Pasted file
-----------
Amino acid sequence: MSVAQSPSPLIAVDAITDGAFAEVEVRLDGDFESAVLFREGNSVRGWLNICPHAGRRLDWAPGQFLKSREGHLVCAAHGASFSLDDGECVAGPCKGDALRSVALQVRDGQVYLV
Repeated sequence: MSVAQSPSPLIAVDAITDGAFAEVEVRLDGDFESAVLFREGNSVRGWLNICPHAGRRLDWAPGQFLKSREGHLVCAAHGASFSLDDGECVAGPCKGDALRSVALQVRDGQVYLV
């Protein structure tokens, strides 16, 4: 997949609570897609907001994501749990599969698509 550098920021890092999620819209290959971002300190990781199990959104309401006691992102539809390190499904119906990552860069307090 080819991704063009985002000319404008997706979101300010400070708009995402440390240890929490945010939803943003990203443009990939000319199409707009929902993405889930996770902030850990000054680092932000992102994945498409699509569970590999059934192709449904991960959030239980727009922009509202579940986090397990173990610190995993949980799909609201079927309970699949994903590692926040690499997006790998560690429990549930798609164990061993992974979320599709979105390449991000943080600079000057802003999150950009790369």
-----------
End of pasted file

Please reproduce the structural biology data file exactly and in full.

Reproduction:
Amino acid sequence: MSVAQSPSPLIAVDAITDGAFAEVEVRLDGDFESAVLFREGNSVRGWLNICPHAGRRLDWAPGQFLKSREGHLVCAAHGASFSLDDGECVAGPCKGDALRSVALQVRDGQVYLV
Repeated sequence: MSVAQSPSPLIAVDAITDGAFAEVEVRLDGDFESAVLFREGNSVRGWLNICPHAGRRLDWAPGQFLKSREGHLVCAAHGASFSLDDGECVAGPCKGDALRSVALQVRDGQVYLV
């Protein structure tokens, strides 16, 4: 997949609570897609907001994501749990599969698509 550098920021890092999620819209290959971002300190990781199990959104309401006691992102539809390190499904119906990552860069307090 080819991704063009985002000319404008997706979101300010400070708009995402440390240890929490945010939803943003990203443009990939000319199409707009929902993405889930996770902030850990000054680092932000992102994945498409699509569970590999059934192709449904991960959030239980727009922009509202579940986090397990173990610190995993949980799909609201079927309970699949994903590692926040690499997006790998560690429990549930798609164990061993992974979320599709979105390449991000943080600079000057802003999150950009790369």